This isn’t an Orange County story — except that it sort of is an Orange County kind of story, if you know what I mean, even though it’s taking place in Half Moon Bay. A billionaire has used an 1848 treaty to close public access to the public beach for which he owns the sole road access. Because there’s still access to the beach from the shark-infested waters, if you start from across two gigantic rock formations, a judge has said “sure, you don’t have to recognize an easement just because people have been using this pathway for over 100 years. Here’s CNNs video — I found it almost impossible to find, by the way, from the site itself!
When Silicon Valley billionaire venture capitalist Vinod Khosla purchased 53 acres of pristine beachfront property in the community of Half Moon Bay, avid surfer Mike Wallace feared that public access to one of the most scenic beaches on the central California coast would be closed permanently.
Wallace’s fear came true when Khosla indeed closed access and a judge ruled in his favor, a decision that hinged on a court ruling from the 1850s. The dispute raises questions about the balance between private property and public domain, as well as the tech titan’s commitment to the environment as a well-known investor in renewable energy.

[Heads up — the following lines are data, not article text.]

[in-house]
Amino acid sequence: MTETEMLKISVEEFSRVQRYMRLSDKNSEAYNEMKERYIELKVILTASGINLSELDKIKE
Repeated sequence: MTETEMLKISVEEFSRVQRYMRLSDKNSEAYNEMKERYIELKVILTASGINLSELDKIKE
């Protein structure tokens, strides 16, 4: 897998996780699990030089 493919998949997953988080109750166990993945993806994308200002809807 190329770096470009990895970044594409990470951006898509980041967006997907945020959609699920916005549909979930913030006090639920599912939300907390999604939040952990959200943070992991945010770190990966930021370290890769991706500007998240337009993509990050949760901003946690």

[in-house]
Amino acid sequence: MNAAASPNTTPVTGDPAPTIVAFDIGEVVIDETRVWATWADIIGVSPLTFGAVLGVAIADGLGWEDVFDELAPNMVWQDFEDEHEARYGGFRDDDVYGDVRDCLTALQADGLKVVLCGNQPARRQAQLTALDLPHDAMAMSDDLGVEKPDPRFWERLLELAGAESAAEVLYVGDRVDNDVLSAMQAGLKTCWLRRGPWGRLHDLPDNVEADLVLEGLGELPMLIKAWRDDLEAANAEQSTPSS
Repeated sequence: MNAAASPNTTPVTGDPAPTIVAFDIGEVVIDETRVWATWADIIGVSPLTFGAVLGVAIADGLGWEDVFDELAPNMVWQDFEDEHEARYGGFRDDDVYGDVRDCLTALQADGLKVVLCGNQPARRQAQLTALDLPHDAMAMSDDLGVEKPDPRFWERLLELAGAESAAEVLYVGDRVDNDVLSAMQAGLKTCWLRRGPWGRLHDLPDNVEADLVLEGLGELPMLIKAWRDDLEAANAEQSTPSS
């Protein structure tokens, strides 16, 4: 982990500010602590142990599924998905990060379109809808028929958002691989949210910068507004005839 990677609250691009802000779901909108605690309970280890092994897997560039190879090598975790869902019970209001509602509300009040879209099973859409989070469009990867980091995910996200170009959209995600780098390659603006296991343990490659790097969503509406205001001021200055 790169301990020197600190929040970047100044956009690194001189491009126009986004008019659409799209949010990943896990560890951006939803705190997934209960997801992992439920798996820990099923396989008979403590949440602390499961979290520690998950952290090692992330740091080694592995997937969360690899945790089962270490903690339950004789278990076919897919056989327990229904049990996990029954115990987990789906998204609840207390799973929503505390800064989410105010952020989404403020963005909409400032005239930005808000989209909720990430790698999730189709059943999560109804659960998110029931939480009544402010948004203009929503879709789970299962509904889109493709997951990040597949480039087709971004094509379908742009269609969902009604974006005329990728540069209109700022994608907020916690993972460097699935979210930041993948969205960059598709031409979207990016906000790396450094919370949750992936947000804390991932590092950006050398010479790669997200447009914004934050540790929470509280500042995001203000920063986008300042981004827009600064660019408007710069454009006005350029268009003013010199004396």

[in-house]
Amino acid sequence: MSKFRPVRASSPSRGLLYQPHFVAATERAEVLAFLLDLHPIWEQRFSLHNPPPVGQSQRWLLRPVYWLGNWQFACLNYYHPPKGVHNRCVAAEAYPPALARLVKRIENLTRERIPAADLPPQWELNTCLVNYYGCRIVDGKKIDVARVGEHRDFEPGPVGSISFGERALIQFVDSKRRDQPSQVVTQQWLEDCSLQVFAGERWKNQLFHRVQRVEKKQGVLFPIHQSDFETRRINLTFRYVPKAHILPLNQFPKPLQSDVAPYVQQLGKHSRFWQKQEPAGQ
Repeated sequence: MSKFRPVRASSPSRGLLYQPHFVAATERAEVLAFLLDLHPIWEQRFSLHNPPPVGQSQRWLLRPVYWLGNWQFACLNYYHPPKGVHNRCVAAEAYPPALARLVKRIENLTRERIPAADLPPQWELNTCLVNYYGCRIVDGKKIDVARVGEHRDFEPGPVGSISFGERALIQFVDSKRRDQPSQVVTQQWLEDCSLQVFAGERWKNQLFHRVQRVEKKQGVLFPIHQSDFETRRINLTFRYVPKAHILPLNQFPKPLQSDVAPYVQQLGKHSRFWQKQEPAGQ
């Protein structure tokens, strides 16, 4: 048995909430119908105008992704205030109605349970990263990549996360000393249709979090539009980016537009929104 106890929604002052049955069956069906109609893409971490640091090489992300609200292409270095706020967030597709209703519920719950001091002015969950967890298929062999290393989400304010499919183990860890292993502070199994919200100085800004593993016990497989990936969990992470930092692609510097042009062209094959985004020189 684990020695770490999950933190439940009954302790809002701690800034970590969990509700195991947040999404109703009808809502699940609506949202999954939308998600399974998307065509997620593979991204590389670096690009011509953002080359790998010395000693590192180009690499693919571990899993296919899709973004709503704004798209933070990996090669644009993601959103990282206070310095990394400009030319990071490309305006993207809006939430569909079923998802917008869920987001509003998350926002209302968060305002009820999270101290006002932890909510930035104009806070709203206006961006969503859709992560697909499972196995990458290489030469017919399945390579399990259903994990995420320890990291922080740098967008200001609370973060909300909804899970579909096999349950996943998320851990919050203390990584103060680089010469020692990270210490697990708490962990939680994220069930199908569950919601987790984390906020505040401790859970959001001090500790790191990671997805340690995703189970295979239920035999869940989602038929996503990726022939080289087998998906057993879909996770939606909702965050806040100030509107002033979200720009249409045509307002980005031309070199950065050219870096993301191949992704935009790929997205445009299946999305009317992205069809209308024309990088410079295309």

Khosla, who co-founded Sun Microsystems, purchased the coastal estate for $37.5 million in 2008. When the sale closed, so did a gate along Martins Beach Road and the only accessible trail to the sand. Locals were outraged, and lawsuits have been flying back and forth ever since.
“One of the unique aspects is it’s also protected by strong north swells and winds and there aren’t too many spots up here north of Santa Cruz that your able to have beautiful clean waves,” said Wallace, who coaches the Half Moon Bay High School surf team.
I believe that you’ve been warned about this thing before now. (“First they came for the fire rings….”)
So what do you think, Orange Countians? “Billionaires Barricade Beaches” OK with you, or not?